The example programs

For each platform, the goal is to implement four test programs, of increasing complexity, starting where possible from pre-defined examples. (Because everyone starts by copying examples. Starting from a blank page/empty project directory triggers too much existential angst.) None of these programs are complicated. They should be easy to write. But I know that they probably won't be, because everything is more complicated than you expect. It's quite possible that I'll only get so far with some of these and will abandon if things get too hard on any particular platform.

As I go through developing and testing these things for each platform, I'll keep track of the highs and lows of using the platform, using a set of criteria listed in the next section.

Example 1: Blinky

The nRF52840 development kit has LEDs. Let's make them blink.

Functionality exercised:

  • Installation and setup of platform.
  • Setting up a new project.
  • Configure, build, flash.
  • Default clock and power setup.
  • GPIOs.
  • Simple delays in single-threaded code.

This one really should just be a case of picking an existing example, building and flashing it.

Example 2: PWM blinky with programmable duty cycle

PWM dimming of that LED. The nRF52840 has the usual sort of PWM timers.

Here we're going to introduce a methodology I'm going to apply for all of these more complex examples, which is to take more than one route to get to the final code. Here, there are two things to look at:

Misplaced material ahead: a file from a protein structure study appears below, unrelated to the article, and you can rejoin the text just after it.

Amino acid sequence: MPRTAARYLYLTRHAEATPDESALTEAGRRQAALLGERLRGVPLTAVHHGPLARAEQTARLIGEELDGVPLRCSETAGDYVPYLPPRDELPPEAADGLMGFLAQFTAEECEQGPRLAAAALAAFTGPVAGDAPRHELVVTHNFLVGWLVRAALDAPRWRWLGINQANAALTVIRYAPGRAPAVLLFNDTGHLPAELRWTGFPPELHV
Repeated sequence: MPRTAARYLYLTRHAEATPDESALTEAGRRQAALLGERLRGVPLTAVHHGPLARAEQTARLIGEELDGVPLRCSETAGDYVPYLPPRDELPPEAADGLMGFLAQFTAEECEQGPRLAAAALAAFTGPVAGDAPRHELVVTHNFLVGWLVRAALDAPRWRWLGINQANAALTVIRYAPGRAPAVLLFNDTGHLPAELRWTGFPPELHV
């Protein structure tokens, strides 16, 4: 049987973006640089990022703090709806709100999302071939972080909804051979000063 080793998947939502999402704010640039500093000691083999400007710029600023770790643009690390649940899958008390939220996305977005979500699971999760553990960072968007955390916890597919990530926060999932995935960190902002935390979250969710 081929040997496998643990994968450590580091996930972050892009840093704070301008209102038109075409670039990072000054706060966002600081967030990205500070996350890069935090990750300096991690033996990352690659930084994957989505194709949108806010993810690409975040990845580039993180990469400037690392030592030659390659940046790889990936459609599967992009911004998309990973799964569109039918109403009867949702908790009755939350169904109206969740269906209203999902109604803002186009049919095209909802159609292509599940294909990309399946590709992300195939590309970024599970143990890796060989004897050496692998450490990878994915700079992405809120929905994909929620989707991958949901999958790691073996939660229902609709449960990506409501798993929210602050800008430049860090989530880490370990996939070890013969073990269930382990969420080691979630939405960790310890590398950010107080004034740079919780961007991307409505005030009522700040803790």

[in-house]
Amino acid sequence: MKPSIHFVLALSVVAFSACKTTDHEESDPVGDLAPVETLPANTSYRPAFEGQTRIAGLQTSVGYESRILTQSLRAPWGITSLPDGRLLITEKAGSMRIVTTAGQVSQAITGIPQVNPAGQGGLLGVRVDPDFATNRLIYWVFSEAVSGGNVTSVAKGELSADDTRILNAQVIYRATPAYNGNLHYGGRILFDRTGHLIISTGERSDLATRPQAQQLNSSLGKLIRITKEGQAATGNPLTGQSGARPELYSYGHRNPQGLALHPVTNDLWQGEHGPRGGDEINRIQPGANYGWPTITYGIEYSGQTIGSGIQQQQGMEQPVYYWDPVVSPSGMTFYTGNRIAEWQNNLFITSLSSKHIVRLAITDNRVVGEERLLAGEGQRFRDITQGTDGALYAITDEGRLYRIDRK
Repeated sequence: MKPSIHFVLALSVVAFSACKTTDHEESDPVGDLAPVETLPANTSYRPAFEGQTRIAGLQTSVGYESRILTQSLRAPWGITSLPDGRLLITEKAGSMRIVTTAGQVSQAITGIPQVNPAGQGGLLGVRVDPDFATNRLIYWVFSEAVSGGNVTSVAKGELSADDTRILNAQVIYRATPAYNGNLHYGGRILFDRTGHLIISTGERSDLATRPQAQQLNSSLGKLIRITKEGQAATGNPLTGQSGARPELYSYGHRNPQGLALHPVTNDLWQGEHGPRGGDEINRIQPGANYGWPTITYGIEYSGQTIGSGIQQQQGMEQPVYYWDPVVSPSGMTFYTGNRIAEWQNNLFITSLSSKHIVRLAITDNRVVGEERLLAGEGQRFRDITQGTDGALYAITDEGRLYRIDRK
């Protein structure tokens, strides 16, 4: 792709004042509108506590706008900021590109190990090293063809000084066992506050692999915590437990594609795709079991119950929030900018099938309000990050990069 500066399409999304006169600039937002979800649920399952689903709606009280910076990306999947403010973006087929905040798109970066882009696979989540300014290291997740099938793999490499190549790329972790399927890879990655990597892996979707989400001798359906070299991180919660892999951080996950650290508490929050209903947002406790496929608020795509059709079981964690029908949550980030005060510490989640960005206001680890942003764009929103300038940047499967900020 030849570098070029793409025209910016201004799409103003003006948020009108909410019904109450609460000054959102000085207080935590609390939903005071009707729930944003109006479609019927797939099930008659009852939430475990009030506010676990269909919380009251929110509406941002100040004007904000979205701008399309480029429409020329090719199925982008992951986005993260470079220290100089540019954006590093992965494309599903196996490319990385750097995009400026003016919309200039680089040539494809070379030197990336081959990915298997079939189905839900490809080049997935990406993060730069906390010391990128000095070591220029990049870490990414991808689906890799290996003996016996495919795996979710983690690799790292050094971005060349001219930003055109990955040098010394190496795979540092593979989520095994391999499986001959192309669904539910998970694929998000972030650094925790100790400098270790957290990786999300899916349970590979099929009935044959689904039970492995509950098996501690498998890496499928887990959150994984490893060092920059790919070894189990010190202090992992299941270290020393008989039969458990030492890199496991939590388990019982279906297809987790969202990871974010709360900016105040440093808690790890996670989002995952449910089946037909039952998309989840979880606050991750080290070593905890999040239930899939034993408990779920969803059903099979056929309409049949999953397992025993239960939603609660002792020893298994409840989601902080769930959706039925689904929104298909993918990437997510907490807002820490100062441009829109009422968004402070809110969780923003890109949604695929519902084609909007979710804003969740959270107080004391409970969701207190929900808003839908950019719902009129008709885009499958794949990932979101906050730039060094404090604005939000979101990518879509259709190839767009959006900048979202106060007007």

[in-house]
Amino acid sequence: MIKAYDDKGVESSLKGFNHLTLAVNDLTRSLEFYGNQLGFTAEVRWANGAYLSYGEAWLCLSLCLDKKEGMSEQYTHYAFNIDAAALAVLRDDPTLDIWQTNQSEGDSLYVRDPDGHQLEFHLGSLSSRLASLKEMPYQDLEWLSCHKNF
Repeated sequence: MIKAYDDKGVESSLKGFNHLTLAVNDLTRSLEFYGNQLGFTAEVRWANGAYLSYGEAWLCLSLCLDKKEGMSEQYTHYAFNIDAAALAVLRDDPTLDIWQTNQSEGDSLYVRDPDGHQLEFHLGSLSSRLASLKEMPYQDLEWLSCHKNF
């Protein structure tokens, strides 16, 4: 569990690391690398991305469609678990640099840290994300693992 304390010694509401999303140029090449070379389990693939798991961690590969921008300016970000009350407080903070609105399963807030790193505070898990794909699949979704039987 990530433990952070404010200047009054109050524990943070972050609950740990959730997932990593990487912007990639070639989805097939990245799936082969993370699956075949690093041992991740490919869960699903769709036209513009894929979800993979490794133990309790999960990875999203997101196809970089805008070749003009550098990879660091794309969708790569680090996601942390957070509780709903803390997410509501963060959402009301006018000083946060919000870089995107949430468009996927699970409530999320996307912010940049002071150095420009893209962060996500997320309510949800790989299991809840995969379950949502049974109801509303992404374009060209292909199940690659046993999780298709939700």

1. Use a pre-defined PWM example: this will give a clear demonstration that the thing we're trying to do is possible.
  2. Add PWM dimming to the basic blinky form Example 1: the idea here is to extend an existing code to use new functionality.

Functionality exercised:

  • Maybe more on clock setup.
  • Timer setup for PWM.

There's not that much new functionality in this example, but it's intended to explore how easy it is to add new functionality based on documentation and examples provided. This is one of the things that proved most difficult using the Nordic nRF5 SDK, and it seems like a fairly critical thing to be able to do.

Example 3: BLE-enabled PWM blinky

Now we're getting to the fun stuff. Control a PWM dimmed LED via Bluetooth. We'll use Nordic's nRF Connect for Mobile Android application to talk to code running on the nRF52840 development kit.

There are two ways to go at this:

  1. Add BLE to the PWM blinky from Example 2.
  2. Add PWM blinky functionality to a pre-defined BLE example.

Functionality exercised:

  • Bluetooth.
  • Maybe device conflicts: I'll see if I can organise things so that the PWM blinky uses a timer that the Bluetooth library uses to see if the toolset warns me about that.

I'll also check out a pre-defined BLE example, since Bluetooth setup is kind of complicated and it would be interesting to see how the different toolsets handle this.

Example 4: Something Almost Realistic

The idea here is to have a little application using an RTOS to do a few different things at once, some of them involving Bluetooth communications, but also including a bit of computation and a bit of external I/O. This is about the minimum useful set of functionality I can imagine for any kind of IoT or similar device.

What this thing will do:

  • PWM blinky with BLE remote control (so building on Example 3);
  • Generate digits of π in a separate RTOS task and publish them via BLE;
  • Use a GPIO button to switch digit generation on and off (with temporary timed interruption of the PWM blinky as "UI feedback").

Functionality exercised:

  • RTOS.
  • Asynchronous GPIO input.
  • Multi-threaded access to BLE communications.